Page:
How Sony’s Latest Industrial Sensor Might Have Applications in the Consumer Market

Sony recently published multiple promotional videos for its latest sensors aimed at the industrial space, and while it’s unlikely all of the features shown have consumer applications, some might find their way to consumer cameras. The four promotional videos featuring industrial sensors, as found by Sony Alpha Rumors, cover the latest developments in the industrial […]

How Sony’s Latest Industrial Sensor Might Have Applications in the Consumer Market

Sony recently published multiple promotional videos for its latest sensors aimed at the industrial space, and while it’s unlikely all of the features shown have consumer applications, some might find their way to consumer cameras.

The four promotional videos featuring industrial sensors, as found by Sony Alpha Rumors, cover the latest developments in the industrial sensor space. Tthe polarization image sensor and SenSWIR/SWIR sensors strongly point to pure industrial use, and it’s unlikely we’ll see much of what they offer in the consumer space.

But the Time of Flight, or ToF, technology is another story: it is already in use in camera modules for smartphones – for example, the Sony Xperia 1 Mark II uses one – and the technology could theoretically be used to improve autofocus in low to no light conditions on larger-sensor cameras.

ToF sensors work by measuring the amount of time it takes for light to go from the sensor to a subject, and back again. The idea of the ToF sensor isn’t new: in fact, it’s quite the opposite. The original implementation of autofocus in cameras before 1986 was done with devices that behave like ToF sensors do today, with one such example in the Polaroid SX70 camera.

The SX70 used a “sonar” autofocus system that was especially helpful in low light, and it’s the first such example of autofocus in an SLR.

Today, smartphones with ToF sensors have them in place for circumstances where other, more conventional methods like phase or contrast-detection don’t work. Phase detection is difficult in low light, especially in the case of having a lot of pixels crammed into a small sensor.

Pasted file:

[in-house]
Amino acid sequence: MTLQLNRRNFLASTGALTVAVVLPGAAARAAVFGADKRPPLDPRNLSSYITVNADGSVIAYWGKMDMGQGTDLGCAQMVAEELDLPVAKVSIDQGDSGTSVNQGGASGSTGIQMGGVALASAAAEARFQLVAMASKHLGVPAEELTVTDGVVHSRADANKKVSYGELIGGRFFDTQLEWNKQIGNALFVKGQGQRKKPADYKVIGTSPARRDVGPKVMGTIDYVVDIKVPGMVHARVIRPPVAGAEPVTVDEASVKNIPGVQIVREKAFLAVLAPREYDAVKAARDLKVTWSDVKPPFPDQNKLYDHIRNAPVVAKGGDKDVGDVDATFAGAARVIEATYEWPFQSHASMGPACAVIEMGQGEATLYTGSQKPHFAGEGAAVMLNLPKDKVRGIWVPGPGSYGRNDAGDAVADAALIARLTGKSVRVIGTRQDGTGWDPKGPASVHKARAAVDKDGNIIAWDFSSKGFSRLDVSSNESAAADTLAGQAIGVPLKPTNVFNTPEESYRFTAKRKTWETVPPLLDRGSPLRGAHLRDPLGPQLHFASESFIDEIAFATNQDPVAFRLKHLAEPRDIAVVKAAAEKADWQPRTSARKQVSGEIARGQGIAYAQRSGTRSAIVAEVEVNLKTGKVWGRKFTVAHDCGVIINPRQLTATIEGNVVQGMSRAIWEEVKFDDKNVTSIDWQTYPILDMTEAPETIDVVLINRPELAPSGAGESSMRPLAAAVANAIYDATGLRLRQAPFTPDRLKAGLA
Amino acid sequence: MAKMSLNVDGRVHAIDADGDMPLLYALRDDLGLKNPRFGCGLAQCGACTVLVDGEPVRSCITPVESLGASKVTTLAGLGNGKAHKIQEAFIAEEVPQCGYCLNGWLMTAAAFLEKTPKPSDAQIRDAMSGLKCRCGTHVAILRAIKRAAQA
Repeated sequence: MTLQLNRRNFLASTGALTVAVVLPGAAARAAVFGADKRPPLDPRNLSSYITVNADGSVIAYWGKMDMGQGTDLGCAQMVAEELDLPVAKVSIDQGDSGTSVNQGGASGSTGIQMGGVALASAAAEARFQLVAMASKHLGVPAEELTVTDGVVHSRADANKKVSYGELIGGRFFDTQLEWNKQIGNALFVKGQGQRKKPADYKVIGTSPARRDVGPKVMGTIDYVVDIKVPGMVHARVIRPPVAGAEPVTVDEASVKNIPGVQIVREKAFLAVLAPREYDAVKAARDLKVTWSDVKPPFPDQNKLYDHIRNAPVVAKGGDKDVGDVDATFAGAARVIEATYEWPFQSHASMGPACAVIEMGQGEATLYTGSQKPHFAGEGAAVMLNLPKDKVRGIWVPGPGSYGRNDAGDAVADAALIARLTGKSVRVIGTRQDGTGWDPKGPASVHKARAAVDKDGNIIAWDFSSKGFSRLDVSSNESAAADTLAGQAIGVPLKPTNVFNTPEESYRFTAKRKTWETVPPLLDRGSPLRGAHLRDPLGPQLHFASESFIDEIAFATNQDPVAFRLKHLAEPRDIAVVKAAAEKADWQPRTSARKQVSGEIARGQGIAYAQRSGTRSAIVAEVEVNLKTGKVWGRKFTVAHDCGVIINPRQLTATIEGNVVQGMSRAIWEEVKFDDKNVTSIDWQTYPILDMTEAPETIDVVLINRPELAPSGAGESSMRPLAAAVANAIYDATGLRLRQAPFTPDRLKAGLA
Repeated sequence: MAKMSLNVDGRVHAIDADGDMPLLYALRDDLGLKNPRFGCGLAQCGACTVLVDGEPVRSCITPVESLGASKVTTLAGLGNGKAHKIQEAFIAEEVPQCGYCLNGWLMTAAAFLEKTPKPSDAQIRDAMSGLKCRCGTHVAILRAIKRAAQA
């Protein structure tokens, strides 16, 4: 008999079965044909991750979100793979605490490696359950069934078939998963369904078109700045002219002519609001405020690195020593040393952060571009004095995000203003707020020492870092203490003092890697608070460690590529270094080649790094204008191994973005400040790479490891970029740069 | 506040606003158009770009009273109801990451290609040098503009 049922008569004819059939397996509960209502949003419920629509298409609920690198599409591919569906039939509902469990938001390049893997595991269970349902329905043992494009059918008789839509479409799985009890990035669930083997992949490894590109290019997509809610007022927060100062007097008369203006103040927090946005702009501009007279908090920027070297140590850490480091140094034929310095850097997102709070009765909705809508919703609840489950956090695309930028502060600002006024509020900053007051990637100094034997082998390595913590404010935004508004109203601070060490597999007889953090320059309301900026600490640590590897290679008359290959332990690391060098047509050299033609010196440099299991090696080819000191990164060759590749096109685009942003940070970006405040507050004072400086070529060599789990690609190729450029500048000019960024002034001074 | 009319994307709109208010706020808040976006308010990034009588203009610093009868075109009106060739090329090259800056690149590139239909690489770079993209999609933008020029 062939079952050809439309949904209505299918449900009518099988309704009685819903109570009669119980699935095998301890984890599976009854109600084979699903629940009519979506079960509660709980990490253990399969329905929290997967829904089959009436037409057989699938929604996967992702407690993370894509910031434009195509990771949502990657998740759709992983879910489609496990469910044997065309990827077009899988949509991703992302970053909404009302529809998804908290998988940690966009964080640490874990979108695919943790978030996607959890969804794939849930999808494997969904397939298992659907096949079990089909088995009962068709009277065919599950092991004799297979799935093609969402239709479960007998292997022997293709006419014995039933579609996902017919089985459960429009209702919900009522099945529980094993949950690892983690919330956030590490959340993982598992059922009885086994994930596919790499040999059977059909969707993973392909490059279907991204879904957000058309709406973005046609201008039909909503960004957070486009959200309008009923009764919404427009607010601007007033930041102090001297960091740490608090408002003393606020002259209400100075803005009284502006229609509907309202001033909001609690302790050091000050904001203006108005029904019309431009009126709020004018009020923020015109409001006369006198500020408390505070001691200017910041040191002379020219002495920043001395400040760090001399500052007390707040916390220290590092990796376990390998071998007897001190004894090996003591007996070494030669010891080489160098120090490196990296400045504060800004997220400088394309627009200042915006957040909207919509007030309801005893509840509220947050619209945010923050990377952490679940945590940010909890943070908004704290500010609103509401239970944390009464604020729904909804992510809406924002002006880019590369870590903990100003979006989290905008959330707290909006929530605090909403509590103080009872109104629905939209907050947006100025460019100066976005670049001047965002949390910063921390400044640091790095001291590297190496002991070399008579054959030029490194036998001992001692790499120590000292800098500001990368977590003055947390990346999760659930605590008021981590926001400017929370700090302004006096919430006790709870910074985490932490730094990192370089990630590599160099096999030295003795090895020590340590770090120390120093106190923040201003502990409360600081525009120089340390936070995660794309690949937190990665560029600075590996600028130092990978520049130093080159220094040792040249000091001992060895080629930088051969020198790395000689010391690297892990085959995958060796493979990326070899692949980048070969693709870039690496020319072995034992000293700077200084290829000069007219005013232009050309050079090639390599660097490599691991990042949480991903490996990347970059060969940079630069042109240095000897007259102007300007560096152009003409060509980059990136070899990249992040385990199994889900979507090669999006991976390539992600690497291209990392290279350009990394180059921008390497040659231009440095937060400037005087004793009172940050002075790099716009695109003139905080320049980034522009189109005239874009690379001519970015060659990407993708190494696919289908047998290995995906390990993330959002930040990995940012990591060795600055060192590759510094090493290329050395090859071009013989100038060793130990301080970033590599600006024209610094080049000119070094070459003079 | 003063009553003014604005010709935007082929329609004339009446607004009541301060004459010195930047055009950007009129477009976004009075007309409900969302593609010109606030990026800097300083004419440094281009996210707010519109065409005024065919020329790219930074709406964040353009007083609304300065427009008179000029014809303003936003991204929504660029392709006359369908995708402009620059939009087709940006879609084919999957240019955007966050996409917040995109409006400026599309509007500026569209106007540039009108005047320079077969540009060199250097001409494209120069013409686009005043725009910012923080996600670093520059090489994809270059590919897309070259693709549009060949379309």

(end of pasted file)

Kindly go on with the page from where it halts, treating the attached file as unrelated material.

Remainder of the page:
Autofocus technology can always get better, especially when you look at performance in challenging environments. Obviously autofocus today isn’t perfect, particularly given the challenges of low or no light. That can probably be improved, and one such known method for better autofocus performance is ToF technology.

Whether it makes sense as an implementation on sensors with already very good low light sensitivity is another question, though, despite them definitely having made a difference in phones.

It would be rather ironic that such an old idea could be key in improving modern large sensor systems, but it’s certainly possible.

Still, it is important to temper expectations. It has taken a lot longer than some have expected to see industrial sensor developments make their way to consumer products. Over a year ago, Sony released the Pregius line of global shutter sensors for industrial use, which at the time was exciting as it was thought that global sensor technology was close to arriving in consumer cameras.

We have yet to see that technology trickle down in a meaningful way, however.

While digital sensors appear to be related to each other simply because both consumer and industrial products make use of the same general idea, it’s likely that the hope of connecting the dots between technology enhancements in either sector is more complicated than it appears on the surface. While all the incredible development in imaging for industrial applications is driving what appears to be a related technology, it might not be as related as it seems. Only time will tell. Still, all of this is nonetheless exciting.


Image credits: Header image of new ToF sensor via Sony.

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